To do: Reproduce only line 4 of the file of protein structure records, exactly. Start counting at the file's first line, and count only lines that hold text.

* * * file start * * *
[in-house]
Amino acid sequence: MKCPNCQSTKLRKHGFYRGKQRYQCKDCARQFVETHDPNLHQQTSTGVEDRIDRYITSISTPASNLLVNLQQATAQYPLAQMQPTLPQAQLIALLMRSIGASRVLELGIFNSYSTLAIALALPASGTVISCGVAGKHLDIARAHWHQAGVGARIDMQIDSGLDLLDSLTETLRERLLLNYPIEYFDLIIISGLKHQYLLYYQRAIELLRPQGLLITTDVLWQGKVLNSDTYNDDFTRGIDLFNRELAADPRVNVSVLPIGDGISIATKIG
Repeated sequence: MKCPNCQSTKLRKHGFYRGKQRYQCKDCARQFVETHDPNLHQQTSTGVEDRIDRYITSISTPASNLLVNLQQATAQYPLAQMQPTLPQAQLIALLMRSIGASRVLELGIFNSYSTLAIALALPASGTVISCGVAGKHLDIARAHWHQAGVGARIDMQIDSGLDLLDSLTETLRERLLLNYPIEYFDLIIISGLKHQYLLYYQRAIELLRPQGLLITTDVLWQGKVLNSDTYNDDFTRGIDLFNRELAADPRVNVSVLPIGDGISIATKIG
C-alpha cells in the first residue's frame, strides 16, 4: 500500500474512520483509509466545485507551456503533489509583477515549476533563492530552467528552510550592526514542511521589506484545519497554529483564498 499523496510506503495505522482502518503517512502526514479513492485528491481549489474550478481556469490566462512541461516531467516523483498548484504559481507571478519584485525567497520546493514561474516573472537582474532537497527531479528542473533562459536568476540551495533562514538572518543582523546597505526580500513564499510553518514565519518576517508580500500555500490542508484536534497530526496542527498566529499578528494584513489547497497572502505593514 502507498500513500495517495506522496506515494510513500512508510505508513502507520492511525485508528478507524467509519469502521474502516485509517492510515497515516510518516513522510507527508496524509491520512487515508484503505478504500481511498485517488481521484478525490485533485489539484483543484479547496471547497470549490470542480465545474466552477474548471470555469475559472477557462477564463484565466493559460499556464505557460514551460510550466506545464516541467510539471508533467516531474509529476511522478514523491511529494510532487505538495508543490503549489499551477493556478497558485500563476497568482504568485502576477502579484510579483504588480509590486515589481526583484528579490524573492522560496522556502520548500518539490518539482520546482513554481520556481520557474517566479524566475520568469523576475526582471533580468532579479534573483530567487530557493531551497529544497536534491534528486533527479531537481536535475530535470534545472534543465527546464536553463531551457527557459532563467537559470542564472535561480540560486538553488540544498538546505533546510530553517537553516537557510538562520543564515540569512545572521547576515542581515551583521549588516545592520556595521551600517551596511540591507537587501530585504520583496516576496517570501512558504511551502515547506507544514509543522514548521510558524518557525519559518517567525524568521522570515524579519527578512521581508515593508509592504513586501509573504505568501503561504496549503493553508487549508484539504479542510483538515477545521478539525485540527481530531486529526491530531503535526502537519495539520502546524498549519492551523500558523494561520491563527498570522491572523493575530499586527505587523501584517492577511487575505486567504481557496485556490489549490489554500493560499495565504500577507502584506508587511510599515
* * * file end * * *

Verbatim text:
C-alpha cells in the first residue's frame, strides 16, 4: 500500500474512520483509509466545485507551456503533489509583477515549476533563492530552467528552510550592526514542511521589506484545519497554529483564498 499523496510506503495505522482502518503517512502526514479513492485528491481549489474550478481556469490566462512541461516531467516523483498548484504559481507571478519584485525567497520546493514561474516573472537582474532537497527531479528542473533562459536568476540551495533562514538572518543582523546597505526580500513564499510553518514565519518576517508580500500555500490542508484536534497530526496542527498566529499578528494584513489547497497572502505593514 502507498500513500495517495506522496506515494510513500512508510505508513502507520492511525485508528478507524467509519469502521474502516485509517492510515497515516510518516513522510507527508496524509491520512487515508484503505478504500481511498485517488481521484478525490485533485489539484483543484479547496471547497470549490470542480465545474466552477474548471470555469475559472477557462477564463484565466493559460499556464505557460514551460510550466506545464516541467510539471508533467516531474509529476511522478514523491511529494510532487505538495508543490503549489499551477493556478497558485500563476497568482504568485502576477502579484510579483504588480509590486515589481526583484528579490524573492522560496522556502520548500518539490518539482520546482513554481520556481520557474517566479524566475520568469523576475526582471533580468532579479534573483530567487530557493531551497529544497536534491534528486533527479531537481536535475530535470534545472534543465527546464536553463531551457527557459532563467537559470542564472535561480540560486538553488540544498538546505533546510530553517537553516537557510538562520543564515540569512545572521547576515542581515551583521549588516545592520556595521551600517551596511540591507537587501530585504520583496516576496517570501512558504511551502515547506507544514509543522514548521510558524518557525519559518517567525524568521522570515524579519527578512521581508515593508509592504513586501509573504505568501503561504496549503493553508487549508484539504479542510483538515477545521478539525485540527481530531486529526491530531503535526502537519495539520502546524498549519492551523500558523494561520491563527498570522491572523493575530499586527505587523501584517492577511487575505486567504481557496485556490489549490489554500493560499495565504500577507502584506508587511510599515